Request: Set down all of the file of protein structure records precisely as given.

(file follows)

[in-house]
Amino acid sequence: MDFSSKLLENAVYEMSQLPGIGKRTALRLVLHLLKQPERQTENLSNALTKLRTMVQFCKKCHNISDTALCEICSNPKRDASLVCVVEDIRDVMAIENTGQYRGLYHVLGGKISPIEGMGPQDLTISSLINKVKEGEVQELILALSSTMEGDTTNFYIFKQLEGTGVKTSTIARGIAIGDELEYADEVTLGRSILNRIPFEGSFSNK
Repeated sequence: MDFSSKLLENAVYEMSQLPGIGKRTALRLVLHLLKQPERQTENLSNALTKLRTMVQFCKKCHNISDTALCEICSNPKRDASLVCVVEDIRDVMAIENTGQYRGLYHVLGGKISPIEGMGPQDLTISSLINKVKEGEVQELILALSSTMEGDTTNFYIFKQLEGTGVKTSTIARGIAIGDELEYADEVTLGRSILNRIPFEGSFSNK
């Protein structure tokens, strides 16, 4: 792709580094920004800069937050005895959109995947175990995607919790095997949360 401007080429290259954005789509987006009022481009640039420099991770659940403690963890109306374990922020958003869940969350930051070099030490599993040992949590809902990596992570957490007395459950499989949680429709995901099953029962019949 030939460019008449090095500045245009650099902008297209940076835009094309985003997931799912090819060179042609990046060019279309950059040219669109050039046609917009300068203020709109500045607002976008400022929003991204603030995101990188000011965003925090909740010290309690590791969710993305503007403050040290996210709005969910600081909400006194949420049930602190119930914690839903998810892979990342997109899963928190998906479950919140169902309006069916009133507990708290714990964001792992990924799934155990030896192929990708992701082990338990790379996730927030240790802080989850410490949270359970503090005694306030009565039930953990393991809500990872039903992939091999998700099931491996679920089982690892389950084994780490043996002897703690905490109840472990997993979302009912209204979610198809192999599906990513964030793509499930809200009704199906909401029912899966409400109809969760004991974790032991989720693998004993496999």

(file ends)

[in-house]
Amino acid sequence: MDFSSKLLENAVYEMSQLPGIGKRTALRLVLHLLKQPERQTENLSNALTKLRTMVQFCKKCHNISDTALCEICSNPKRDASLVCVVEDIRDVMAIENTGQYRGLYHVLGGKISPIEGMGPQDLTISSLINKVKEGEVQELILALSSTMEGDTTNFYIFKQLEGTGVKTSTIARGIAIGDELEYADEVTLGRSILNRIPFEGSFSNK
Repeated sequence: MDFSSKLLENAVYEMSQLPGIGKRTALRLVLHLLKQPERQTENLSNALTKLRTMVQFCKKCHNISDTALCEICSNPKRDASLVCVVEDIRDVMAIENTGQYRGLYHVLGGKISPIEGMGPQDLTISSLINKVKEGEVQELILALSSTMEGDTTNFYIFKQLEGTGVKTSTIARGIAIGDELEYADEVTLGRSILNRIPFEGSFSNK
């Protein structure tokens, strides 16, 4: 792709580094920004800069937050005895959109995947175990995607919790095997949360 401007080429290259954005789509987006009022481009640039420099991770659940403690963890109306374990922020958003869940969350930051070099030490599993040992949590809902990596992570957490007395459950499989949680429709995901099953029962019949 030939460019008449090095500045245009650099902008297209940076835009094309985003997931799912090819060179042609990046060019279309950059040219669109050039046609917009300068203020709109500045607002976008400022929003991204603030995101990188000011965003925090909740010290309690590791969710993305503007403050040290996210709005969910600081909400006194949420049930602190119930914690839903998810892979990342997109899963928190998906479950919140169902309006069916009133507990708290714990964001792992990924799934155990030896192929990708992701082990338990790379996730927030240790802080989850410490949270359970503090005694306030009565039930953990393991809500990872039903992939091999998700099931491996679920089982690892389950084994780490043996002897703690905490109840472990997993979302009912209204979610198809192999599906990513964030793509499930809200009704199906909401029912899966409400109809969760004991974790032991989720693998004993496999």